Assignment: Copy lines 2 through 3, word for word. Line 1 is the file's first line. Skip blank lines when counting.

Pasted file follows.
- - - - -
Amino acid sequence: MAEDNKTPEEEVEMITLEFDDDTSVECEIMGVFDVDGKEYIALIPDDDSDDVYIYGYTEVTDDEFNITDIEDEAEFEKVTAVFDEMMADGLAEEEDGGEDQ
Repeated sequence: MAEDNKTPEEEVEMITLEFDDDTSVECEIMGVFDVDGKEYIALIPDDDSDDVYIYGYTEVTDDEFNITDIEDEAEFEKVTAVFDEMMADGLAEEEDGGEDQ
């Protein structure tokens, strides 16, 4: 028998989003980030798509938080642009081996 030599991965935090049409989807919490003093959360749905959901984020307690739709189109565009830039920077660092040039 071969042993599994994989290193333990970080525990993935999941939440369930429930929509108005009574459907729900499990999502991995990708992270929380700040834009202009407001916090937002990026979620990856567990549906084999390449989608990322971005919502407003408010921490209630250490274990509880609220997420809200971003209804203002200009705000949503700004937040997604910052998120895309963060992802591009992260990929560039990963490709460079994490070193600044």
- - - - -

Repeated sequence: MAEDNKTPEEEVEMITLEFDDDTSVECEIMGVFDVDGKEYIALIPDDDSDDVYIYGYTEVTDDEFNITDIEDEAEFEKVTAVFDEMMADGLAEEEDGGEDQ
């Protein structure tokens, strides 16, 4: 028998989003980030798509938080642009081996 030599991965935090049409989807919490003093959360749905959901984020307690739709189109565009830039920077660092040039 071969042993599994994989290193333990970080525990993935999941939440369930429930929509108005009574459907729900499990999502991995990708992270929380700040834009202009407001916090937002990026979620990856567990549906084999390449989608990322971005919502407003408010921490209630250490274990509880609220997420809200971003209804203002200009705000949503700004937040997604910052998120895309963060992802591009992260990929560039990963490709460079994490070193600044």